The nurses have the responsibility to provide the appropriate care necessary to improve the patient’s physical, psychological and emotional conditions. The 33-year-old patient has been regularly visiting Sabatia Health Center. Although he had been diagnosed with malaria at first, the patient had shown other conditions such as high blood pressure, pneumonia and kidney failures, which is the reason for his last visit. The kidney problems have resulted into diabetes and the patient has shown less production of insulin. He has responded poorly to the insulin injection. Consequently, the patient passes urine most of the time and often becomes thirsty and hungry. He has also gained about 7 pounds of weight and has as joined the Association of Diabetes Group. He is a Christian who believes in prayers and miracles. To improve the patient’s physical, mental and spiritual conditions, the nurses should use a holistic approach to treating the patient.
One Pattern, Challenge, and Need
In terms pattern, the patient has been visiting the hospital regularly because of consistent kidney problems and other health conditions. The situation has caused the low production of insulin leading to diabetes, which is now the dominant health problem. Physically, the condition has gained substantial weight leading to emotional and mental distress (Farooqi, 2015). Being a Christian, she believes in prayers and miracles as part of the healing process.
Because of diabetes, the patient has faced physical challenges such as frequent urination, thirst, and hunger. Having Diabetes lead to emotional and psychological challenges, especially because of its impact on an individual’s daily life. The disease threatens the patient’s life and this causes stress, which might lead to mental disability. Overweight is a social problem linked to stigma and it can cause emotional distress leading to mental problems. A person’s cultural or religious believe has a significant effect on their healing processes (Faus, Turchi, Polansky, Berez, & Leibowitz, 2014). Being a Christian who believes in the God’s power to heal any disease made him neglect other things such as good diet and frequent exercise because of spiritual beliefs.
The patient needs a holistic care approach to come out of the diabetic condition. To control the physical effects of the disease such as frequent urination, thirst and hunger, the nurses and other care providers should use appropriate medication based on diagnosed problems. Coming to terms with the diabetic condition is a serious problem that needs appropriate emotional and mental interventions. A patient should be helped to understand that he is not the only person with the problem (Curtis, Arai, Stephenson, & Roberts, 2015). His decision to join the Diabetes Association Group implies that he has accepted the condition and decided to look for help. Since he is a Christian, the patient needs constant prayers as a way of improving his spiritual life (Hughes et al., 2013).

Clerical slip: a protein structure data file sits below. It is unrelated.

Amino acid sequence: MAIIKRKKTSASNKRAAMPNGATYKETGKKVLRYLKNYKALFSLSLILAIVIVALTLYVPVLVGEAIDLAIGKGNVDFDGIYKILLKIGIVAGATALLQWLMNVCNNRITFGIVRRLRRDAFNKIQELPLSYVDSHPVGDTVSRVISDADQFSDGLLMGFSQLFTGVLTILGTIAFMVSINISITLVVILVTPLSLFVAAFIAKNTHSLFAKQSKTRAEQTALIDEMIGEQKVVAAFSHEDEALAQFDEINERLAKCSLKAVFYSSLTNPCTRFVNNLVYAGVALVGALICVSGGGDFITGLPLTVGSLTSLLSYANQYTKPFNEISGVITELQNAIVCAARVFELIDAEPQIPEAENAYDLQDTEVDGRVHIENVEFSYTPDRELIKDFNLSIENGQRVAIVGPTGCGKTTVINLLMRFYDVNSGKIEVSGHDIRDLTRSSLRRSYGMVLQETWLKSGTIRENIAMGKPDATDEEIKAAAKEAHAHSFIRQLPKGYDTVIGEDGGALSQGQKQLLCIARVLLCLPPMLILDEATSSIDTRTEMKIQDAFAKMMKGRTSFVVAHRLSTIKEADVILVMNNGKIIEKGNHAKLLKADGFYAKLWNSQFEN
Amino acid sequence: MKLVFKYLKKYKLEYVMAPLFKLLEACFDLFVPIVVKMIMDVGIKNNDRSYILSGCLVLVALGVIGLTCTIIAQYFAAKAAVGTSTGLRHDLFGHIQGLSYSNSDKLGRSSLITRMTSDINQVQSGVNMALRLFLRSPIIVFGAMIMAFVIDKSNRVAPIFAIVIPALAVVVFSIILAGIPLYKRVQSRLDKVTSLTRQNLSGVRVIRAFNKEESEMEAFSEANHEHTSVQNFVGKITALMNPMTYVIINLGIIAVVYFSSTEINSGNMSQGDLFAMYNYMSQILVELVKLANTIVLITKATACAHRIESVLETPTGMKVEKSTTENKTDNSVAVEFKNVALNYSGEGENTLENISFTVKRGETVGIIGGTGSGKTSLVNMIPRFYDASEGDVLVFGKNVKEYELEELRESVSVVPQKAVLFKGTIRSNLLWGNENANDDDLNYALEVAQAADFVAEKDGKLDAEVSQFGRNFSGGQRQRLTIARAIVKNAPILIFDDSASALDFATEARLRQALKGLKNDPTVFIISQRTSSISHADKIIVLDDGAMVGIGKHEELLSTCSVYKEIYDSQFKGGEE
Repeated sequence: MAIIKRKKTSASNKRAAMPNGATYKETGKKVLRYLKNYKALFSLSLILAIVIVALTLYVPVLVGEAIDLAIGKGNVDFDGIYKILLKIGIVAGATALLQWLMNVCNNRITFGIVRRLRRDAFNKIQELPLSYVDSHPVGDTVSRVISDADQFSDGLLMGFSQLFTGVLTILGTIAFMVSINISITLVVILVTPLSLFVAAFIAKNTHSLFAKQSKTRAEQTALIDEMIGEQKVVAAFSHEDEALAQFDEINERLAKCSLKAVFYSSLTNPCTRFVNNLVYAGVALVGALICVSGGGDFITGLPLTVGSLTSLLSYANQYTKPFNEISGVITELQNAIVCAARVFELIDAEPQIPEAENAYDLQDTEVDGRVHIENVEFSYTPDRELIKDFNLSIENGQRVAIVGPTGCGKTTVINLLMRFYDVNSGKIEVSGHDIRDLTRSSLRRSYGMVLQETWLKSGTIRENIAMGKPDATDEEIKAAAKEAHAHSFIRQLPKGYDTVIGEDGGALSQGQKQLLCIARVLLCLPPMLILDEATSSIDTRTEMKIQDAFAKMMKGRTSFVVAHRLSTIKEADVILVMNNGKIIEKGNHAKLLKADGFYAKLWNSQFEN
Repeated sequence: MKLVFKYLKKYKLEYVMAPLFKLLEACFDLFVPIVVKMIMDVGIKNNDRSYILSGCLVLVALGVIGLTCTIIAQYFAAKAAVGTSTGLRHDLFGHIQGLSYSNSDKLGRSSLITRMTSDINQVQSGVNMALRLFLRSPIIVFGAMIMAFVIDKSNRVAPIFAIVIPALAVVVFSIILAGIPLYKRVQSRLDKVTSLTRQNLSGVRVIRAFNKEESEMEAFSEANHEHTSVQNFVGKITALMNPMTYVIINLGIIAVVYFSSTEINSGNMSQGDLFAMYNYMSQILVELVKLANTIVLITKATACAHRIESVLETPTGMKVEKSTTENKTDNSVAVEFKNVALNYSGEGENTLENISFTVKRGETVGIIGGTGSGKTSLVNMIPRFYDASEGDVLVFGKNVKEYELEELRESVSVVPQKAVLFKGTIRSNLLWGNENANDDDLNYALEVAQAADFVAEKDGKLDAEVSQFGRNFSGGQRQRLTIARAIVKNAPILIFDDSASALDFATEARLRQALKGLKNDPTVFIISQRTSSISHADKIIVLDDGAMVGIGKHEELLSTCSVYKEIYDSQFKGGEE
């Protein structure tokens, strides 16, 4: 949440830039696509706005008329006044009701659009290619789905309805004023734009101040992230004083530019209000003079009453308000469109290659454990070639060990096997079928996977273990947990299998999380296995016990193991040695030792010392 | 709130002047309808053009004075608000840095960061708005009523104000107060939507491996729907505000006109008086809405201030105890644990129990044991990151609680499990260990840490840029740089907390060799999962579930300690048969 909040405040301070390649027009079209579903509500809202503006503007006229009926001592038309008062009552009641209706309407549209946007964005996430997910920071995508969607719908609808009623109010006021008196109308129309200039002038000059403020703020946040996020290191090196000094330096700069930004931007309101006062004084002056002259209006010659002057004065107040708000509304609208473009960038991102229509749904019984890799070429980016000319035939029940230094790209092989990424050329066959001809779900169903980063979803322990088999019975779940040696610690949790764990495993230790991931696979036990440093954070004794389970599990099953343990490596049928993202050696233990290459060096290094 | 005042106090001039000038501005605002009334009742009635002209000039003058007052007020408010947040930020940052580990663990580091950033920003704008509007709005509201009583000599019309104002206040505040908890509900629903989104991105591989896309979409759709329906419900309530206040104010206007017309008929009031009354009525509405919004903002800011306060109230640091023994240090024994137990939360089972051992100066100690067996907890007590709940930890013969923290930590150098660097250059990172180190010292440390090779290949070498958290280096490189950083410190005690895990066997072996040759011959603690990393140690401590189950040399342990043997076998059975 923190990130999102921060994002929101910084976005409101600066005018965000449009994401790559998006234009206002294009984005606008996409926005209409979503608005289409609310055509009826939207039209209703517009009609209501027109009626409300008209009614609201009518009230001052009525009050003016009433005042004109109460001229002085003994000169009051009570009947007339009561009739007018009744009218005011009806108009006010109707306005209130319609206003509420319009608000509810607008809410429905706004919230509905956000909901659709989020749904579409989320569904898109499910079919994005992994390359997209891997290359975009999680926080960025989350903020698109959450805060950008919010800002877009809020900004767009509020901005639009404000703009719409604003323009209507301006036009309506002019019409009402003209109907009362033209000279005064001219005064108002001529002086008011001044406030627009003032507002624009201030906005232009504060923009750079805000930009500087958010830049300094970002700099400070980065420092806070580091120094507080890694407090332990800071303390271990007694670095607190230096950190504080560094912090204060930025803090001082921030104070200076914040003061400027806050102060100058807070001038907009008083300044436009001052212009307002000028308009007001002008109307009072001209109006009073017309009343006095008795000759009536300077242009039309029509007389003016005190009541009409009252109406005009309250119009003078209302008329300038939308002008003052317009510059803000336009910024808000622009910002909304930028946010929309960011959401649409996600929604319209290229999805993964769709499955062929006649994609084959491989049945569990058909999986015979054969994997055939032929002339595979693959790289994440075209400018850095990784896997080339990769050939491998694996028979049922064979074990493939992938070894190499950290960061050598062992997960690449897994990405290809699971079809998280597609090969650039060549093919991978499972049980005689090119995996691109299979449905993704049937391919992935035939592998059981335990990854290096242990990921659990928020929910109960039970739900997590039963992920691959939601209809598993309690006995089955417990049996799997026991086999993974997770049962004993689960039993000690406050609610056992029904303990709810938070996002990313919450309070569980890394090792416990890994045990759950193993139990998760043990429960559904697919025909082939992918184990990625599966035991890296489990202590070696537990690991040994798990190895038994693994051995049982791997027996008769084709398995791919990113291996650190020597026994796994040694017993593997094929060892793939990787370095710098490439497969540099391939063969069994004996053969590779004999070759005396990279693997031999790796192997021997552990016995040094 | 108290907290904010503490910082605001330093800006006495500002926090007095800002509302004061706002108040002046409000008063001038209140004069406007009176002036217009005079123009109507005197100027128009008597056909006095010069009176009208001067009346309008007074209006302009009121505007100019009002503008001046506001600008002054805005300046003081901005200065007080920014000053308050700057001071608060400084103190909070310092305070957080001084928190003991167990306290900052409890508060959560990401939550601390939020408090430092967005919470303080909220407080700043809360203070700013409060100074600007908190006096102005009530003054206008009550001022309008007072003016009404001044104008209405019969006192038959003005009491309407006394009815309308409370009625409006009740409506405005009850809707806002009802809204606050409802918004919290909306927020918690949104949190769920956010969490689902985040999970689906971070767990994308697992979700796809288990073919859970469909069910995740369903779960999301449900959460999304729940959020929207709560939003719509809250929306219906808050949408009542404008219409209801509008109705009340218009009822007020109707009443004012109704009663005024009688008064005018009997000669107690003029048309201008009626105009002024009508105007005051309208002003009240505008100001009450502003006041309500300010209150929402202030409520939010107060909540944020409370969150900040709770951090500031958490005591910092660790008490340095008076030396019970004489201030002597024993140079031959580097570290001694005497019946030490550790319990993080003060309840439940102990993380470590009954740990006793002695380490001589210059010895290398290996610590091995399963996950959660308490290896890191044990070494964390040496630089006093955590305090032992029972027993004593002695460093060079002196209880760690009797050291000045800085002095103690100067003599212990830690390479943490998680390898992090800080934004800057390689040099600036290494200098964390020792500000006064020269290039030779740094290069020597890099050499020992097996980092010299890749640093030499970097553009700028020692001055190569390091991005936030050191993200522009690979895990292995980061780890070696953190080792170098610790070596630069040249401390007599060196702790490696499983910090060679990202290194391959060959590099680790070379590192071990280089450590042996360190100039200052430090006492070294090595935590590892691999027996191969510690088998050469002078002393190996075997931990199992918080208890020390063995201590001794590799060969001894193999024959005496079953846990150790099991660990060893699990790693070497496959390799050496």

Comparing and Contrasting Nursing and Holistic Processes
Both nursing and holistic care are aimed at improving the lives of patients. While the traditional nursing practices focus on the diagnosed health problems, the holistic care process focuses on all the physical, emotional, psychological and spiritual aspects of the patient (Metzger & Parker, 2015). Apart from medical services provided under nursing care, holistic approaches are designed to provide wellness, unity and interrelations of humans and their contexts. The treatment in the normal nursing procedure is done to control health conditions identified during diagnosis. However, a patient might have some problems associated with their emotions, mind or spiritual beliefs (Youssouf, Harris, & O’donoghue, 2015). A holistic nurse treats the disease and considers all other factors that can contribute to the fast healing process. While nursing is a medical care approach, holistic care is based on medical and therapeutic approaches aimed at integrating the interdependent parts of human being (Hughes et al., 2013).
Curtis, K., Arai, L., Stephenson, T., & Roberts, H. (2015). What makes for a ‘good’ or ‘bad’ paediatric diabetes service from the viewpoint of children, young people, carers and clinicians? A synthesis of qualitative findings. Archives of Disease in Childhood Arch Dis Child, 100(9), 826-833.
Farooqi, A. (2015). Management of diabetes in the community. Medicine, 43(1), 54-56.
Faus, L., Turchi, M., Polansky, M., Berez, A., & Leibowitz, L. (2014). Health-related quality of life in overweight/obese children compared with children with inflammatory bowel disease. Clinical Pediatrics, 54(8), 775-782.
Hughes, P., Ahmed, N., Winslow, M., Walters, S. J., Collins, K., & Noble, B. (2013). Consumer views on a new holistic screening tool for supportive and palliative-care needs: Sheffield Profile for Assessment and Referral for Care (SPARC): A survey of self-help support groups in health care. Health Expectations Health Expect, 18(4), 562-577.
Metzger, J., & Parker, L. (2015). Utilizing community health advisors in diabetes care management. Handbook of Diabetes Management, 43(4), 247-256.
Youssouf, S., Harris, T., & O’donoghue, D. (2015). More than a kidney disease: A patient-centred approach to improving care in autosomal dominant polycystic kidney disease. Nephrology Dialysis Transplantation, 30(5), 693-695.